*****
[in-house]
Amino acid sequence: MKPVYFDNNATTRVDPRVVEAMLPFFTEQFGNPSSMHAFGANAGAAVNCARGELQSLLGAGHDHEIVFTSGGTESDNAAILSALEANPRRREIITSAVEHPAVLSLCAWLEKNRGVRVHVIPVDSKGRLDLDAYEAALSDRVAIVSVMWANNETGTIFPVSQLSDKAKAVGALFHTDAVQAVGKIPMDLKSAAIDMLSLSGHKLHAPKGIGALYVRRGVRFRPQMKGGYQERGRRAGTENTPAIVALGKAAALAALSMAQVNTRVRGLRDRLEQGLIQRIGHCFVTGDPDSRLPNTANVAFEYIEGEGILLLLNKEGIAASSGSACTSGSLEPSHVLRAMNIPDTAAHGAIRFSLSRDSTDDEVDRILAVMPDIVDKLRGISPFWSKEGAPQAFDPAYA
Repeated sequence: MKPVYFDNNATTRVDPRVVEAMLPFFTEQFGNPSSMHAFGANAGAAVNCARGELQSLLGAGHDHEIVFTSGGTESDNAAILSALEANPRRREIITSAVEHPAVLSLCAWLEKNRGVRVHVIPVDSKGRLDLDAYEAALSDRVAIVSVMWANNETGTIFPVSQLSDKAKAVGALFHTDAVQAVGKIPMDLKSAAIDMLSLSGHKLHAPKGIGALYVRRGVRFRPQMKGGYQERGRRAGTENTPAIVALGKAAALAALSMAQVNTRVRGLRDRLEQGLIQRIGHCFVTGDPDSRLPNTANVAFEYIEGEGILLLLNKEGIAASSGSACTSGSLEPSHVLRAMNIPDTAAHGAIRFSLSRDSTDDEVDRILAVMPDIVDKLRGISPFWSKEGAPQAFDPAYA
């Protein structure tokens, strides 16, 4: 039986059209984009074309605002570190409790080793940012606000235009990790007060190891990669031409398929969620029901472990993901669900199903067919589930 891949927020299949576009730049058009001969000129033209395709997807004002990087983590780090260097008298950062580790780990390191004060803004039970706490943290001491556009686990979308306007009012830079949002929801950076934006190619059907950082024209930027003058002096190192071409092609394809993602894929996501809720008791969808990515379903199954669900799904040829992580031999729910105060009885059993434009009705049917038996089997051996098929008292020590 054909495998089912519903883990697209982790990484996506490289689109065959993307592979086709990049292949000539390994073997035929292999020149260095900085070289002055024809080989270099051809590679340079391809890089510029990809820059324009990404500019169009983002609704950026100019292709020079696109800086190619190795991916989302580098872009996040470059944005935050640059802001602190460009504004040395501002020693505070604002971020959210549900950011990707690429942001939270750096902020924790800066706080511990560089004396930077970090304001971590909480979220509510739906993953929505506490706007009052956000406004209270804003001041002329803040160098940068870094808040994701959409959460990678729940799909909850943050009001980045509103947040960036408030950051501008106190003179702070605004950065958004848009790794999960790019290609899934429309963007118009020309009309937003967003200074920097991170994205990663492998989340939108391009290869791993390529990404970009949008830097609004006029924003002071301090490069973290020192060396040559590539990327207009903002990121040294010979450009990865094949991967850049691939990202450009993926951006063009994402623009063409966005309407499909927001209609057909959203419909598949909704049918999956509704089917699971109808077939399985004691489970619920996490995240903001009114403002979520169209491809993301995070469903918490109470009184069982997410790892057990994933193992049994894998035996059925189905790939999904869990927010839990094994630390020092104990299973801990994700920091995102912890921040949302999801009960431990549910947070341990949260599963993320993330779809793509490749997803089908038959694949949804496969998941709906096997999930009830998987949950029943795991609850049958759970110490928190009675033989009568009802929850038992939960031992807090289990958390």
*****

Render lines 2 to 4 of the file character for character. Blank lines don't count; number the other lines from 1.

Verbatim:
Amino acid sequence: MKPVYFDNNATTRVDPRVVEAMLPFFTEQFGNPSSMHAFGANAGAAVNCARGELQSLLGAGHDHEIVFTSGGTESDNAAILSALEANPRRREIITSAVEHPAVLSLCAWLEKNRGVRVHVIPVDSKGRLDLDAYEAALSDRVAIVSVMWANNETGTIFPVSQLSDKAKAVGALFHTDAVQAVGKIPMDLKSAAIDMLSLSGHKLHAPKGIGALYVRRGVRFRPQMKGGYQERGRRAGTENTPAIVALGKAAALAALSMAQVNTRVRGLRDRLEQGLIQRIGHCFVTGDPDSRLPNTANVAFEYIEGEGILLLLNKEGIAASSGSACTSGSLEPSHVLRAMNIPDTAAHGAIRFSLSRDSTDDEVDRILAVMPDIVDKLRGISPFWSKEGAPQAFDPAYA
Repeated sequence: MKPVYFDNNATTRVDPRVVEAMLPFFTEQFGNPSSMHAFGANAGAAVNCARGELQSLLGAGHDHEIVFTSGGTESDNAAILSALEANPRRREIITSAVEHPAVLSLCAWLEKNRGVRVHVIPVDSKGRLDLDAYEAALSDRVAIVSVMWANNETGTIFPVSQLSDKAKAVGALFHTDAVQAVGKIPMDLKSAAIDMLSLSGHKLHAPKGIGALYVRRGVRFRPQMKGGYQERGRRAGTENTPAIVALGKAAALAALSMAQVNTRVRGLRDRLEQGLIQRIGHCFVTGDPDSRLPNTANVAFEYIEGEGILLLLNKEGIAASSGSACTSGSLEPSHVLRAMNIPDTAAHGAIRFSLSRDSTDDEVDRILAVMPDIVDKLRGISPFWSKEGAPQAFDPAYA
């Protein structure tokens, strides 16, 4: 039986059209984009074309605002570190409790080793940012606000235009990790007060190891990669031409398929969620029901472990993901669900199903067919589930 891949927020299949576009730049058009001969000129033209395709997807004002990087983590780090260097008298950062580790780990390191004060803004039970706490943290001491556009686990979308306007009012830079949002929801950076934006190619059907950082024209930027003058002096190192071409092609394809993602894929996501809720008791969808990515379903199954669900799904040829992580031999729910105060009885059993434009009705049917038996089997051996098929008292020590 054909495998089912519903883990697209982790990484996506490289689109065959993307592979086709990049292949000539390994073997035929292999020149260095900085070289002055024809080989270099051809590679340079391809890089510029990809820059324009990404500019169009983002609704950026100019292709020079696109800086190619190795991916989302580098872009996040470059944005935050640059802001602190460009504004040395501002020693505070604002971020959210549900950011990707690429942001939270750096902020924790800066706080511990560089004396930077970090304001971590909480979220509510739906993953929505506490706007009052956000406004209270804003001041002329803040160098940068870094808040994701959409959460990678729940799909909850943050009001980045509103947040960036408030950051501008106190003179702070605004950065958004848009790794999960790019290609899934429309963007118009020309009309937003967003200074920097991170994205990663492998989340939108391009290869791993390529990404970009949008830097609004006029924003002071301090490069973290020192060396040559590539990327207009903002990121040294010979450009990865094949991967850049691939990202450009993926951006063009994402623009063409966005309407499909927001209609057909959203419909598949909704049918999956509704089917699971109808077939399985004691489970619920996490995240903001009114403002979520169209491809993301995070469903918490109470009184069982997410790892057990994933193992049994894998035996059925189905790939999904869990927010839990094994630390020092104990299973801990994700920091995102912890921040949302999801009960431990549910947070341990949260599963993320993330779809793509490749997803089908038959694949949804496969998941709906096997999930009830998987949950029943795991609850049958759970110490928190009675033989009568009802929850038992939960031992807090289990958390």